20 Best Shade-Loving Perennials To Add More Beauty To Your Backyard
Every gardener knows that perennials are wonderful additions to a garden; they’re hardy and low-maintenance, and you don’t have to replant them every year.
Many varieties depend on direct sunlight to complete their yearly cycle — but not all of them!
The best shade-loving perennials thrive in dimly lit areas, so you can plant them under trees or along the edge of your side yard.
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If you’re looking for flowering perennial plants that do well in the shade, the pretty Camelia is a wonderful choice.
With its big, brilliantly colored blooms, this shrub brings life to a shady backyard.
This plant grows nicely in full shade or partial sunlight, giving you plenty of flexibility when it comes to choosing a spot in the garden.
The unusual crape myrtle is a flowering tree with cheerful, vibrant blooms.
Keep in mind that there are many different varieties of the crape myrtle; make sure to check the label to make sure you’re getting one that tolerates the shade.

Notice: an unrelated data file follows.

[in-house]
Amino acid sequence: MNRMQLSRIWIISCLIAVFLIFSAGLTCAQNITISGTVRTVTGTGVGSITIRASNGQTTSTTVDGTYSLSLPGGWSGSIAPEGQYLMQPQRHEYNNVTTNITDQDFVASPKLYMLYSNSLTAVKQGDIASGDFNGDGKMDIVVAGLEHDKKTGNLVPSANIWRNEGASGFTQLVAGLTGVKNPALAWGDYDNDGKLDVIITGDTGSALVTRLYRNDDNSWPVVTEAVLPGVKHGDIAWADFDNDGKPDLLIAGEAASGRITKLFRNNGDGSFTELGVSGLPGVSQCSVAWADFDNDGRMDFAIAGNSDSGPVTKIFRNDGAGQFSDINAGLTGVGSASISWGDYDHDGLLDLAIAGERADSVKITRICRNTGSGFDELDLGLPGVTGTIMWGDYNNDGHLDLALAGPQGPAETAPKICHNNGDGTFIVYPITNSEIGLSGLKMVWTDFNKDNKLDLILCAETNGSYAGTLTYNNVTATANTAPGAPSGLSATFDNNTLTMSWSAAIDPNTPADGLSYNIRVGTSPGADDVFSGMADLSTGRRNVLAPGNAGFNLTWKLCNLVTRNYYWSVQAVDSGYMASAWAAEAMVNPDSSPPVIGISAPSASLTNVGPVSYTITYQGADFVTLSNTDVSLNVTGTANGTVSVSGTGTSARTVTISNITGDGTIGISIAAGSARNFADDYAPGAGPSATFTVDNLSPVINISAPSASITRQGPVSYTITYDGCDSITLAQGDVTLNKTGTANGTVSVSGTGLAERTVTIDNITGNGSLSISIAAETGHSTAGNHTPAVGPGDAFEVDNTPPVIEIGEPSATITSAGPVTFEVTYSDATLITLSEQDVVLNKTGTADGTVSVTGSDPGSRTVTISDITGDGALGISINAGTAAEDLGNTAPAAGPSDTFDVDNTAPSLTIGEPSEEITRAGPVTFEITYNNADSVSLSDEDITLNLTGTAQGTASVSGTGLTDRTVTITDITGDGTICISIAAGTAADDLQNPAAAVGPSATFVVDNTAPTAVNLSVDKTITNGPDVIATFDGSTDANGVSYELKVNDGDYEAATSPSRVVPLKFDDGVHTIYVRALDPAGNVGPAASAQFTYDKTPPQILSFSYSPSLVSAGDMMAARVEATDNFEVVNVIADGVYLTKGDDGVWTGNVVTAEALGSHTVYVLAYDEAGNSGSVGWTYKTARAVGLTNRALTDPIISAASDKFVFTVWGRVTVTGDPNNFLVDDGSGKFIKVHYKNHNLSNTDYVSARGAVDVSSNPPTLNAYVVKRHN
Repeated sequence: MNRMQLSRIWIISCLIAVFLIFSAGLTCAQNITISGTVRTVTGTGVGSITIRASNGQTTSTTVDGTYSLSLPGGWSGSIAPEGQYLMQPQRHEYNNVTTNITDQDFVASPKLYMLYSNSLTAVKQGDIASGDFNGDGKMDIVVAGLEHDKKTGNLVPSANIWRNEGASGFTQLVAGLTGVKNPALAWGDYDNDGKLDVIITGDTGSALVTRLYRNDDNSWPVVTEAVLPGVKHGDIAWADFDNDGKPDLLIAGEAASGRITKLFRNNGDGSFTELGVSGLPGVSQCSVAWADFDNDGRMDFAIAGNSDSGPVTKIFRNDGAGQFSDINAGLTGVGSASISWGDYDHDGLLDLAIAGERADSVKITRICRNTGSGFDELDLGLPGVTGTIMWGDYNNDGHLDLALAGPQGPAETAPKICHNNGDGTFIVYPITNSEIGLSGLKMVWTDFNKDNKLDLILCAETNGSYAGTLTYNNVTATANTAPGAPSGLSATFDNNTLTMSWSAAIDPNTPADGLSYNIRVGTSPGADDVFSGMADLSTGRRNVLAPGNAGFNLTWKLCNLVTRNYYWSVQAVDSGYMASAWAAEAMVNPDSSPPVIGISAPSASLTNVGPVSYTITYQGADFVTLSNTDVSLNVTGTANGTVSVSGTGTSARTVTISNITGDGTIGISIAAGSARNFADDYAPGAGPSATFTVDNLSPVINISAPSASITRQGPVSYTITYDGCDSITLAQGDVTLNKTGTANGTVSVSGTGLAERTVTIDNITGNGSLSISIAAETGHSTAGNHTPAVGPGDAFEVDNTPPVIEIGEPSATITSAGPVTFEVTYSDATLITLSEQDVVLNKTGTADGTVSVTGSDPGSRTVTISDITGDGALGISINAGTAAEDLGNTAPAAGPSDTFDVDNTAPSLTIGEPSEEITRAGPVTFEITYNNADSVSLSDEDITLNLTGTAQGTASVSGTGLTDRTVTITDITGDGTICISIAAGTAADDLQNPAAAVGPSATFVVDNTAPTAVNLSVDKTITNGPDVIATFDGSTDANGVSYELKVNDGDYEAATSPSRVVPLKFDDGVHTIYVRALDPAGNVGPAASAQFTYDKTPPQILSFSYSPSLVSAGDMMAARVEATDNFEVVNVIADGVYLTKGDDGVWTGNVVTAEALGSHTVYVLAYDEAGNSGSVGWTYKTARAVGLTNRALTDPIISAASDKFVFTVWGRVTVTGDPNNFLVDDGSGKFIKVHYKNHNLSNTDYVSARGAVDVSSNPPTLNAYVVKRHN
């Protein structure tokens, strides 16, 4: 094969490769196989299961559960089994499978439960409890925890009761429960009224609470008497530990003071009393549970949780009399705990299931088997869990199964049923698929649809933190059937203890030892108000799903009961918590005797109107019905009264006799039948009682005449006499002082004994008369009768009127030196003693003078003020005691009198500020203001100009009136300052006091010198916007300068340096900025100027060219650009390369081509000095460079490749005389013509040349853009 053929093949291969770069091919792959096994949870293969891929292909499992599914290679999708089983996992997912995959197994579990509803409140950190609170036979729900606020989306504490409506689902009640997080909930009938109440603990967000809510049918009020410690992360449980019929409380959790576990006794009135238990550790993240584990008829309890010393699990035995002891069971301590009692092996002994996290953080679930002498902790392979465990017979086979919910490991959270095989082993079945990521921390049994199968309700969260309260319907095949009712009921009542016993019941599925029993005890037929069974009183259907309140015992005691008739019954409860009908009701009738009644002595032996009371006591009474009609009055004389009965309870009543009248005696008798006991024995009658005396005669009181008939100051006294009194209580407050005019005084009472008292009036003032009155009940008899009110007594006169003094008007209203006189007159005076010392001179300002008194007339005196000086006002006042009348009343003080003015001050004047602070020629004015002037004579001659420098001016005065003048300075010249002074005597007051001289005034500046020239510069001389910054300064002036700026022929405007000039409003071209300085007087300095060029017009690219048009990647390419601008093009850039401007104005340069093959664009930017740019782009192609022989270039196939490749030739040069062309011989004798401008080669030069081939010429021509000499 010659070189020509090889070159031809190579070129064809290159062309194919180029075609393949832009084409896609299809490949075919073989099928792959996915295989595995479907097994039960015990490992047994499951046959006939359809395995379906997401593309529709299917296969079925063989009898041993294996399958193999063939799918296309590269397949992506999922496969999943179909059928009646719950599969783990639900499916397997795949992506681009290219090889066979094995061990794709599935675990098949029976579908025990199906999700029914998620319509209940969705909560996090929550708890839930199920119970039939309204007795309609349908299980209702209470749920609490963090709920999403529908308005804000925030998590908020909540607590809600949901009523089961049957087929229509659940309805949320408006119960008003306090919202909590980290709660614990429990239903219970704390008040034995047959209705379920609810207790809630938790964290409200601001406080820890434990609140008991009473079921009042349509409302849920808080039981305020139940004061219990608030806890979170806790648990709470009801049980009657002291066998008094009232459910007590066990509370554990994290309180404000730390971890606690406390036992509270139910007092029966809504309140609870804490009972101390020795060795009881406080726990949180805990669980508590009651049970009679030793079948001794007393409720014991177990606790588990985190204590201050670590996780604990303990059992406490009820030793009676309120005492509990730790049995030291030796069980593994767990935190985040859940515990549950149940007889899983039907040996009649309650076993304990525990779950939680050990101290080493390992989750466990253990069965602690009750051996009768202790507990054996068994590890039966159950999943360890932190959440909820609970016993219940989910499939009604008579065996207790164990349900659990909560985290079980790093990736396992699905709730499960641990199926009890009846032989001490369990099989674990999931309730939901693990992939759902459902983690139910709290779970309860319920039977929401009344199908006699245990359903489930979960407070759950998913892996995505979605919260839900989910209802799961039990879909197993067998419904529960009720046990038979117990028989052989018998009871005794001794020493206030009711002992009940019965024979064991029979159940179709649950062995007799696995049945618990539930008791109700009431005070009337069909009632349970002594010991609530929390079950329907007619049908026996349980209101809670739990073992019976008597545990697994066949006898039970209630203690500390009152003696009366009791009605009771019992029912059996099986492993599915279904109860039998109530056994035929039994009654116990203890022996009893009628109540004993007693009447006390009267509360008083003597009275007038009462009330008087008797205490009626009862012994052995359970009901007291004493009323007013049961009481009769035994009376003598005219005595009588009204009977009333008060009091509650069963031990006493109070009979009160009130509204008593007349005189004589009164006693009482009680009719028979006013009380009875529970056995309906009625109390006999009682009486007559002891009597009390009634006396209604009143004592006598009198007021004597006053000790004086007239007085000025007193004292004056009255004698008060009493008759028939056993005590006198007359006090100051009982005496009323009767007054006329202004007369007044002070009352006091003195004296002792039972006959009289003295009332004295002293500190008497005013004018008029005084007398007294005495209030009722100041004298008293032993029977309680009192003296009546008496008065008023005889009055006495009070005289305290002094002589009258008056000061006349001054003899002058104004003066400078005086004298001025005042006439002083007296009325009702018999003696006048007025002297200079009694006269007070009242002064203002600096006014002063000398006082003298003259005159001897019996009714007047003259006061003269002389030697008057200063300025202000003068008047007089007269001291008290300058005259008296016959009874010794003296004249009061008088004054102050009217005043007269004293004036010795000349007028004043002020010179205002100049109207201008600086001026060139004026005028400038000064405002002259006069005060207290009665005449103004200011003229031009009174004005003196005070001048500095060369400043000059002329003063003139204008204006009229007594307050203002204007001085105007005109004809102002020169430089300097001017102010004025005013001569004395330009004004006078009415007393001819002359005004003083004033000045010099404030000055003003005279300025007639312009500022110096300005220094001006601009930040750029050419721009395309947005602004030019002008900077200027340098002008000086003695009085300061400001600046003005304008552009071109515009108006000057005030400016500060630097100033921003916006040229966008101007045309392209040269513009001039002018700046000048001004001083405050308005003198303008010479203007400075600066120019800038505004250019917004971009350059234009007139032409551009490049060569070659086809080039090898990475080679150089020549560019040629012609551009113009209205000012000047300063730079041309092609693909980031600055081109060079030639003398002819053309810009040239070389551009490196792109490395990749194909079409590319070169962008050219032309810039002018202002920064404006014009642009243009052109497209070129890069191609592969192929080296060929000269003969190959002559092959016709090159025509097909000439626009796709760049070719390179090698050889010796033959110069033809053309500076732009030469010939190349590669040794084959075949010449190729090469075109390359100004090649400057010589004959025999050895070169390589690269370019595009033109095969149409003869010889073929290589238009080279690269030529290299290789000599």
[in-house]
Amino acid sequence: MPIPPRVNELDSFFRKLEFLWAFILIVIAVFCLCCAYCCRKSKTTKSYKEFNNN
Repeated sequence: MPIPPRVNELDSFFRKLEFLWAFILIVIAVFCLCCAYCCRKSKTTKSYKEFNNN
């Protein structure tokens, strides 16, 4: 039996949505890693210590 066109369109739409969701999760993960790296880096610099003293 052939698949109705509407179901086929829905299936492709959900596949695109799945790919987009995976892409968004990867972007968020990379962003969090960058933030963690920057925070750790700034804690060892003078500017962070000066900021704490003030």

If you’re interested in bigger flowers, try to place this tree in an area that gets at least a few hours of sun each day.
False Goat’s Beard
Are you the type of gardener who loves to collect rare and unusual plants?
The false goat’s beard is a fun option for shady spots. The cone-shaped clusters of flowers feature fine petals that look feathery from afar.
Honeybees and other pollinators love them, so your garden will be buzzing with life. This tough, hardy plant works well in zones 5B-8.
Hellebores (Lenten Rose)
The name “hellebores” might sound alarming, but this shade-loving flowering plant is spectacular. The delicate petals are slightly translucent, creating a charming watercolor effect.
Don’t let the pretty blooms fool you — this plant is tough and drought-resistant, so it’s perfect for part-time gardeners. Plant the hellebores in the shade in zones 4-9 for best results.
Heuchera (Coral Bells)
Do you have problems with deer in your garden? The heuchera plant will help keep the critters at bay. With its green or purple leaves, the heuchera adds a glorious splash of color to a shaded backyard.
When the plant blooms, it grows tall stalks lined with colorful blossoms. It’s easy to grow in zones 4-9; as a bonus, the blossoms will attract beautiful butterflies.
Hornbeam (Ironwood or Musclewood)
If you’re searching for foliage to plant in a low-sun area, the hornbeam is an exceptional choice. With its distinctive veined leaves, this compact tree looks lovely year-round.